Most recent update:2/22/2004; 3:10:48 PM

 Monday, September 29, 2003

NUNTII: In the Aftermath of 9/11

Some folks may remember back when 9/11 happened that ancient historian Richard Berthold said to a class "Anyone who can blow up the Pentagon has my vote." The incident received national attention and Berthold essentially lost his position because of it. Here's what he's been up to ...

8:01:09 PM    Click here to send an email to the editor of this weblog.

NUNTII: Rubens' Tarquin and Lucretia

The dispute over the painting is in the news again, this time in the Moscow Times and with a few more details. I find this bit interesting:

"Tarquin and Lucretia" arrived in Prussia in 1765 when Frederick the Great bought it and hung it in Sanssouci, the rococo palace that he had built just outside Potsdam. It remained there until 1942, when it was moved to a castle in Rheinsberg before ending up in the country mansion of Nazi propaganda chief Joseph Goebbels in the last few months of the war.

"It hung on the wall of the bedroom of Goebbels' lover," Culture Ministry official Vasily Petrakov said.

After a victorious 61st Red Army marched into Germany in 1945, a Soviet officer took the painting and spirited it back to the Soviet Union, Petrakov said, citing Logvinenko. It was sold for $800 and went through a number of owners before eventually ending up with Logvinenko, he said.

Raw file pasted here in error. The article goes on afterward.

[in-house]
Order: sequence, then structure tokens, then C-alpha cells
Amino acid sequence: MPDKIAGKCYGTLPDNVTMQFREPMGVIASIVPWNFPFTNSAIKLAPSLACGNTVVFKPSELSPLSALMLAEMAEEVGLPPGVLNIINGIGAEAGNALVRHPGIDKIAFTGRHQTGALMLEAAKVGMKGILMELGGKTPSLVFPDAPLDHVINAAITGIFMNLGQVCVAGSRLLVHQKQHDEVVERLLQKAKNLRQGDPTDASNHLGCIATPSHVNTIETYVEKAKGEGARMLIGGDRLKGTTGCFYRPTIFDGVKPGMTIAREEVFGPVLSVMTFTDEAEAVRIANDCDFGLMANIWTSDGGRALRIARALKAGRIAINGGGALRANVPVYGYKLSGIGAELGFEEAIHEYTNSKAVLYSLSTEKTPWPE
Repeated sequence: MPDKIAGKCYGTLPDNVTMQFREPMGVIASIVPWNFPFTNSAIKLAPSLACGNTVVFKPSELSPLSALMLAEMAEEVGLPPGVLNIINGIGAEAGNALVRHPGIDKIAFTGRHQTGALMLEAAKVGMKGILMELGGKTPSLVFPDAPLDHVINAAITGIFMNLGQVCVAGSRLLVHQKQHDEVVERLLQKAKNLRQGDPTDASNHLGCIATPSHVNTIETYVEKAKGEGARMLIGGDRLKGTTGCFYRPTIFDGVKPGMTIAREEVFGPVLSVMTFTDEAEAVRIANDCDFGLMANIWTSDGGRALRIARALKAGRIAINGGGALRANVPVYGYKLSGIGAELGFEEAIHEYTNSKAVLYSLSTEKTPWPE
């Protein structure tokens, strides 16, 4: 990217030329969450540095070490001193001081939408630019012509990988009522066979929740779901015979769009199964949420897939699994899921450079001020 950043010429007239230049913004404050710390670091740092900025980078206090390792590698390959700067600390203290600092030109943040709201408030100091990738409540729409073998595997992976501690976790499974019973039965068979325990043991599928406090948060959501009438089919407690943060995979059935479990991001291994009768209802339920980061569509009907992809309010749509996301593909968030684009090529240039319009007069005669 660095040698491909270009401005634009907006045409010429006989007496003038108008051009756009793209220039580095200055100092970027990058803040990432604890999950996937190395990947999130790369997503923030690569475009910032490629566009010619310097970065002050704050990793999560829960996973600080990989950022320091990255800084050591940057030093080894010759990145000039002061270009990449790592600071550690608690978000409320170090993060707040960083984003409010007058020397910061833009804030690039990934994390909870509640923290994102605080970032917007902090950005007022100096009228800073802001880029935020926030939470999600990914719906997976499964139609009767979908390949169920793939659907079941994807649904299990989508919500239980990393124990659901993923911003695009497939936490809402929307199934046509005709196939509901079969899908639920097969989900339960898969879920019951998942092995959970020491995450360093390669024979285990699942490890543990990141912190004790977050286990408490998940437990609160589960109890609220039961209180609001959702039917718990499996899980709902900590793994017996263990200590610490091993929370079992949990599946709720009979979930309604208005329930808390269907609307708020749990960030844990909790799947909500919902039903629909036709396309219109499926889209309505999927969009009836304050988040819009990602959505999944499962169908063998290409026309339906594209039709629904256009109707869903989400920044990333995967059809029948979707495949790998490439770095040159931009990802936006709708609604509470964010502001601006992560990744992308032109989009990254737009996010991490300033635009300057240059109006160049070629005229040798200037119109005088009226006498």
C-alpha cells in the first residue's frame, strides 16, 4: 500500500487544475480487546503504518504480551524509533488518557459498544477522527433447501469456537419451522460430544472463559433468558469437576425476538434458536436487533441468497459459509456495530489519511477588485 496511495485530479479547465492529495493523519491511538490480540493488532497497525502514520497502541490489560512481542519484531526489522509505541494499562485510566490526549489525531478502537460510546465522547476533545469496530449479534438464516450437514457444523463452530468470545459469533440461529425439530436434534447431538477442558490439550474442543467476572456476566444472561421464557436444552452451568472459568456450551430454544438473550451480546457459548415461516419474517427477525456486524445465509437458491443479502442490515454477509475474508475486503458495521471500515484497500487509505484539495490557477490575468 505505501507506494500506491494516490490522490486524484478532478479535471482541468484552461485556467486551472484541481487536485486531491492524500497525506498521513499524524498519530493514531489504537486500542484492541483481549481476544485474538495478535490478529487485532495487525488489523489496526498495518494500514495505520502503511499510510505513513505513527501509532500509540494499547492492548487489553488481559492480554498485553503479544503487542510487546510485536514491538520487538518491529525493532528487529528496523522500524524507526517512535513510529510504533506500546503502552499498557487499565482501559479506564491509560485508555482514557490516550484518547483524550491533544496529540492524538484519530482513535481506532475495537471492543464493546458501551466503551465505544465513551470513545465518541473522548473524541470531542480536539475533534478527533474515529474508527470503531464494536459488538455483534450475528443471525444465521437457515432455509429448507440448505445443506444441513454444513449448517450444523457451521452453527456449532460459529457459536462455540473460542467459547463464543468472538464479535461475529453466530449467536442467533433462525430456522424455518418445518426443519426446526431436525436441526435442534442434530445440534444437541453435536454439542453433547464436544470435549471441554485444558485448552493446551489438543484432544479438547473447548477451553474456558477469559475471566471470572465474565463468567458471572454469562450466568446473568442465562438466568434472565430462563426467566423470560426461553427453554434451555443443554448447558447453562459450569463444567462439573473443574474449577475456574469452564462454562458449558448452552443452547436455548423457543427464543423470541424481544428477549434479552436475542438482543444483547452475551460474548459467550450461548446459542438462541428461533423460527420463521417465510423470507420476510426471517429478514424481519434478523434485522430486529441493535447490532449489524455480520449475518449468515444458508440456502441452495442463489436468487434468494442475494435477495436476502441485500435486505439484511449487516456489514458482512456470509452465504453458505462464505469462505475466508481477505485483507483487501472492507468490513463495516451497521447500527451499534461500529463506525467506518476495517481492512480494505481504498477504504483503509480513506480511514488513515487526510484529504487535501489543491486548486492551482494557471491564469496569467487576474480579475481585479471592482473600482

You kind of have to wonder at the mindset of someone who would put a painting of this event on their lover's bedroom wall . Full article(with photo) ...

7:56:30 PM    Click here to send an email to the editor of this weblog.

NUNTII: In Hoc Signo ...

Hopefully I can find more on this one, tantalizingly briefly mentioned at Evangelical-Times:

A key turning point in church history was caused by a meteorite shower, Swedish geologists have claimed. They believe that the shower coincided with Constantine’s vision of a heavenly ‘cross of light’ before his decisive battle for the Roman Empire in 312.

7:51:05 PM    Click here to send an email to the editor of this weblog.

NUNTII: Another Roman Festival

This one was in Middlewich, and since the article about it is housed at one of those ephemeral 'This is ..." newspapers, I'll reproduce the whole thing: 

A Cheshire town turned the clock back 2,000 years at the weekend for its Roman Festival. Thousands of people from across the country gathered in Middlewich to witness the march of the Roman empire by historical re-enactment society the Ermine Street Guard.

In scenes reminiscent of ancient Rome, families thrilled at the colourful military manoeuvres staged on the site of the original encampment at Harbutt's Field, off King Street. It was the town's second staging of the Roman Middlewich Festival following its success two years ago.

A £40,000 Heritage Lottery Fund grant helped to keep history alive by funding a virtual reality film plus other Roman attractions. Crowds tucked into Roman food and enjoyed mosaic and pottery workshops. Traditional artisans displayed the secrets behind the manufacture of ancient glass and leather products.

Here's the link to the article, which will no doubt be short lived. The masthead of the Sentinel is interesting, even if the article expires ...

7:47:44 PM    Click here to send an email to the editor of this weblog.


A passing bit of movie gossip gives a couple of pauses for thought. Commenting on the theft of a motorcycle and other 'toys' by a bunch of security guards, Zap2It notes: